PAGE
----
Pushing Twitter further with Tweetdeck

The power of Twitter for educators has been well illustrated by others in previous posts on this blog. For most of us, when we first set up our Twitter account, we tend to use the Twitter website as the place we go to read and post tweets. This is how I started also; however as I began to realise the increasing usefulness of Twitter, I also felt the need for greater functionality in how I used the service. image

 

 

 

Enter Tweetdeck, a free application that can be downloaded at http://www.tweetdeck.com and is available for PC, Mac and Linux (it requires Adobe Air to run on PC but this is also a free download and will automatically be included in the setup process if you do not have it installed). Tweetdeck offers a number of advantages over the native Twitter web interface which I really like. Firstly, you can set up multiple columns across the screen with each column serving a different purpose, such as displaying your standard Twitter timeline, tweets which specifically mention you, as well as columns to display your favourites, your direct messages (received and sent), your new followers, trending topics, any list you are following or any search you have set up. You can easily move these columns around to suit your needs, remove them entirely and re-add them at a later date, or apply filters to them. TweetdeckTweetdeck will also allow you to use multiple Twitter accounts, useful if you’re using one for personal use and a different one for work use, or just have different accounts for some other reason. Tweetdeck includes automatic URL shortening so if you type or paste in a web address it will quickly be reduced in size for you, and likewise the ability to include images is also automatically built in (you can choose from a number of services for these purposes if you have a preference, such as Bit.ly and Tinyurl for url shortening, and Yfrog and Twitpic for image hosting). You can also send longer messages than the standard 140 character tweets using Tweetdeck (via its deck.ly service). If a tweet in your timeline includes a link to an image or video clip, clicking on the link will open the file directly within the Tweetdeck application. Tweetdeck will also allow you to add multiple Facebook, MySpace, LinkedIn, Google Buzz and FourSquare accounts as well, meaning you can use it as a central hub for a number of other social networking services too.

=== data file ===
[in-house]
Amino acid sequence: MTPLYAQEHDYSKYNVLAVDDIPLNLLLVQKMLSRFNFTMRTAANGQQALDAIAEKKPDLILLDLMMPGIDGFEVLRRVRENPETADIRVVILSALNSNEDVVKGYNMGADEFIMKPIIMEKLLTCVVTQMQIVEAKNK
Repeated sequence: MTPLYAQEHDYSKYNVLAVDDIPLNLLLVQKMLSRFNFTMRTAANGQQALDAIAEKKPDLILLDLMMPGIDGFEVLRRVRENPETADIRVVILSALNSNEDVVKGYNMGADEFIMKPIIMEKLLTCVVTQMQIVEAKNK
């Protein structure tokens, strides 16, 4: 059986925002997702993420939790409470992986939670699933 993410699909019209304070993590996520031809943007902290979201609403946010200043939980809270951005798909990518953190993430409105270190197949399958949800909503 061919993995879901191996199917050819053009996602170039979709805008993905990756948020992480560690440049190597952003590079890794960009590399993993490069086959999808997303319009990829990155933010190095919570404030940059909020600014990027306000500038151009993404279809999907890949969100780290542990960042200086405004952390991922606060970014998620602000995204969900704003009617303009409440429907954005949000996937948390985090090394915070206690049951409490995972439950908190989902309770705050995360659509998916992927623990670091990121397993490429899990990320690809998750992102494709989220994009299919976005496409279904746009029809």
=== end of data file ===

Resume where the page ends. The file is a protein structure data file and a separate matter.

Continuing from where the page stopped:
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If you use the Chrome web browser you can install a Tweetdeck app from the Chrome web store (worth a look if you’re a fan of Chrome or just don’t want to install additional software on your computer). There are also iPhone and Android apps available, with a new iPad one due soon. All of these Tweetdeck apps handle a little differently to the desktop version of the software.
In short, Tweetdeck really allows for enhancement of the Twitter experience in a way not currently possible through the standard web interface, and is recommended for investigation if you’re a Twitter user. Incidentally, Tweetdeck was recently purchased by Twitter and I wouldn’t be surprised to see the functionality of Tweetdeck becoming more integrated into the standard Twitter interface in the not-too-distant future

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